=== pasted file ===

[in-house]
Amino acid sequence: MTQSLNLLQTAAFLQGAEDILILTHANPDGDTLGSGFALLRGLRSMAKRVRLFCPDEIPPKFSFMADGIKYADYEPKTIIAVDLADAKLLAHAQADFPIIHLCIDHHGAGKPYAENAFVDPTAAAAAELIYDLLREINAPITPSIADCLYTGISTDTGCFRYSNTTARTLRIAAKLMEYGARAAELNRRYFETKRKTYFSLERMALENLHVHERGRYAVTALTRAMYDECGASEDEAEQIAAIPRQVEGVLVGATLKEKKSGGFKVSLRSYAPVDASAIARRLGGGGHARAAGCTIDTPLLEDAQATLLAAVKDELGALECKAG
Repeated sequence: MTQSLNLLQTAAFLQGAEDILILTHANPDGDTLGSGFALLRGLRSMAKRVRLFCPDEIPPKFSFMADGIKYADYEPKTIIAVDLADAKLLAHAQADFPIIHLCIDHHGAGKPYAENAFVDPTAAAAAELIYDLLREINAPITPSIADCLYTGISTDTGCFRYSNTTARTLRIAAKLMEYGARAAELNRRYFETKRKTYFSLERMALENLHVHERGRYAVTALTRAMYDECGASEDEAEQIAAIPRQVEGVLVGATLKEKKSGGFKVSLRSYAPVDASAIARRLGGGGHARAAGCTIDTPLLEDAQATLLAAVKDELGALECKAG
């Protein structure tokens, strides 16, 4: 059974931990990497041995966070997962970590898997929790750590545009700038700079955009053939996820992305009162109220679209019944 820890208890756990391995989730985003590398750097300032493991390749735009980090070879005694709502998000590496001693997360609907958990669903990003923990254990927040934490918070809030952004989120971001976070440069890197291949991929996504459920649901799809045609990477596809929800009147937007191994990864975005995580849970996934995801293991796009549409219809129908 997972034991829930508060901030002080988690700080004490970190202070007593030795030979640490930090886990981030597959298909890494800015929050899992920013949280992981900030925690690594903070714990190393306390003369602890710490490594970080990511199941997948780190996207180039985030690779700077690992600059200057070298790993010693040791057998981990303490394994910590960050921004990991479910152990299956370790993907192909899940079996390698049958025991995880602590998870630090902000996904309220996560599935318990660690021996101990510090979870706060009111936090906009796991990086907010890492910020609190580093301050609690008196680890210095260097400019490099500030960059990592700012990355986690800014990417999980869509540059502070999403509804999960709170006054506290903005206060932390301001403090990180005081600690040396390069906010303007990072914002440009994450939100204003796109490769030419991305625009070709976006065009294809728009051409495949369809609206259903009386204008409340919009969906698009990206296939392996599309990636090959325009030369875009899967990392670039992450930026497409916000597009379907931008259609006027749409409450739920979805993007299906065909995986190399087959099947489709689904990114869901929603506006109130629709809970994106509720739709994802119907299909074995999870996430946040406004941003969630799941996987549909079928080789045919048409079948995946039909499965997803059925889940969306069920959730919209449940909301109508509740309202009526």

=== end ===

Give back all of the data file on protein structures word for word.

[in-house]
Amino acid sequence: MTQSLNLLQTAAFLQGAEDILILTHANPDGDTLGSGFALLRGLRSMAKRVRLFCPDEIPPKFSFMADGIKYADYEPKTIIAVDLADAKLLAHAQADFPIIHLCIDHHGAGKPYAENAFVDPTAAAAAELIYDLLREINAPITPSIADCLYTGISTDTGCFRYSNTTARTLRIAAKLMEYGARAAELNRRYFETKRKTYFSLERMALENLHVHERGRYAVTALTRAMYDECGASEDEAEQIAAIPRQVEGVLVGATLKEKKSGGFKVSLRSYAPVDASAIARRLGGGGHARAAGCTIDTPLLEDAQATLLAAVKDELGALECKAG
Repeated sequence: MTQSLNLLQTAAFLQGAEDILILTHANPDGDTLGSGFALLRGLRSMAKRVRLFCPDEIPPKFSFMADGIKYADYEPKTIIAVDLADAKLLAHAQADFPIIHLCIDHHGAGKPYAENAFVDPTAAAAAELIYDLLREINAPITPSIADCLYTGISTDTGCFRYSNTTARTLRIAAKLMEYGARAAELNRRYFETKRKTYFSLERMALENLHVHERGRYAVTALTRAMYDECGASEDEAEQIAAIPRQVEGVLVGATLKEKKSGGFKVSLRSYAPVDASAIARRLGGGGHARAAGCTIDTPLLEDAQATLLAAVKDELGALECKAG
């Protein structure tokens, strides 16, 4: 059974931990990497041995966070997962970590898997929790750590545009700038700079955009053939996820992305009162109220679209019944 820890208890756990391995989730985003590398750097300032493991390749735009980090070879005694709502998000590496001693997360609907958990669903990003923990254990927040934490918070809030952004989120971001976070440069890197291949991929996504459920649901799809045609990477596809929800009147937007191994990864975005995580849970996934995801293991796009549409219809129908 997972034991829930508060901030002080988690700080004490970190202070007593030795030979640490930090886990981030597959298909890494800015929050899992920013949280992981900030925690690594903070714990190393306390003369602890710490490594970080990511199941997948780190996207180039985030690779700077690992600059200057070298790993010693040791057998981990303490394994910590960050921004990991479910152990299956370790993907192909899940079996390698049958025991995880602590998870630090902000996904309220996560599935318990660690021996101990510090979870706060009111936090906009796991990086907010890492910020609190580093301050609690008196680890210095260097400019490099500030960059990592700012990355986690800014990417999980869509540059502070999403509804999960709170006054506290903005206060932390301001403090990180005081600690040396390069906010303007990072914002440009994450939100204003796109490769030419991305625009070709976006065009294809728009051409495949369809609206259903009386204008409340919009969906698009990206296939392996599309990636090959325009030369875009899967990392670039992450930026497409916000597009379907931008259609006027749409409450739920979805993007299906065909995986190399087959099947489709689904990114869901929603506006109130629709809970994106509720739709994802119907299909074995999870996430946040406004941003969630799941996987549909079928080789045919048409079948995946039909499965997803059925889940969306069920959730919209449940909301109508509740309202009526």